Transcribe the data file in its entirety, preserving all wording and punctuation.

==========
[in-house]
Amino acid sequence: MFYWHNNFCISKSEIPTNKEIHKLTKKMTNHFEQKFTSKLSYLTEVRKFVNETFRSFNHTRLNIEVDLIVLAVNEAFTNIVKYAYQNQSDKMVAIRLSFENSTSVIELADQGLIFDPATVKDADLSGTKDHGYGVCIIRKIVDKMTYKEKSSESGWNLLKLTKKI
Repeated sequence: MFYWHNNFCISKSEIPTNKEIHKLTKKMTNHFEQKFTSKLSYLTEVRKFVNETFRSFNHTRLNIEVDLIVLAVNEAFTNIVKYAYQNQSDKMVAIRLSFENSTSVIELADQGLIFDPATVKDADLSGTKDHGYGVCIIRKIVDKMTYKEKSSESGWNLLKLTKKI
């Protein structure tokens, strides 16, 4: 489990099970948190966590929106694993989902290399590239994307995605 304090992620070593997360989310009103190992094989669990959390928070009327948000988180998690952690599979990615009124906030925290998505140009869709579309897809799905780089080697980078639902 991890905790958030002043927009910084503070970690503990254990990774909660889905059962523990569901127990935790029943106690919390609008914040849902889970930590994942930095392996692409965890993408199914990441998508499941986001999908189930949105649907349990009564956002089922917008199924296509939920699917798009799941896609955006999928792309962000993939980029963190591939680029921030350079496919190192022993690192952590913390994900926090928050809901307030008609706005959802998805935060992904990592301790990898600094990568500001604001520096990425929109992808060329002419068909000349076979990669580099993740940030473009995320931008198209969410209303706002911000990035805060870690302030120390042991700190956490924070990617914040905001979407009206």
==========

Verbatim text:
[in-house]
Amino acid sequence: MFYWHNNFCISKSEIPTNKEIHKLTKKMTNHFEQKFTSKLSYLTEVRKFVNETFRSFNHTRLNIEVDLIVLAVNEAFTNIVKYAYQNQSDKMVAIRLSFENSTSVIELADQGLIFDPATVKDADLSGTKDHGYGVCIIRKIVDKMTYKEKSSESGWNLLKLTKKI
Repeated sequence: MFYWHNNFCISKSEIPTNKEIHKLTKKMTNHFEQKFTSKLSYLTEVRKFVNETFRSFNHTRLNIEVDLIVLAVNEAFTNIVKYAYQNQSDKMVAIRLSFENSTSVIELADQGLIFDPATVKDADLSGTKDHGYGVCIIRKIVDKMTYKEKSSESGWNLLKLTKKI
């Protein structure tokens, strides 16, 4: 489990099970948190966590929106694993989902290399590239994307995605 304090992620070593997360989310009103190992094989669990959390928070009327948000988180998690952690599979990615009124906030925290998505140009869709579309897809799905780089080697980078639902 991890905790958030002043927009910084503070970690503990254990990774909660889905059962523990569901127990935790029943106690919390609008914040849902889970930590994942930095392996692409965890993408199914990441998508499941986001999908189930949105649907349990009564956002089922917008199924296509939920699917798009799941896609955006999928792309962000993939980029963190591939680029921030350079496919190192022993690192952590913390994900926090928050809901307030008609706005959802998805935060992904990592301790990898600094990568500001604001520096990425929109992808060329002419068909000349076979990669580099993740940030473009995320931008198209969410209303706002911000990035805060870690302030120390042991700190956490924070990617914040905001979407009206």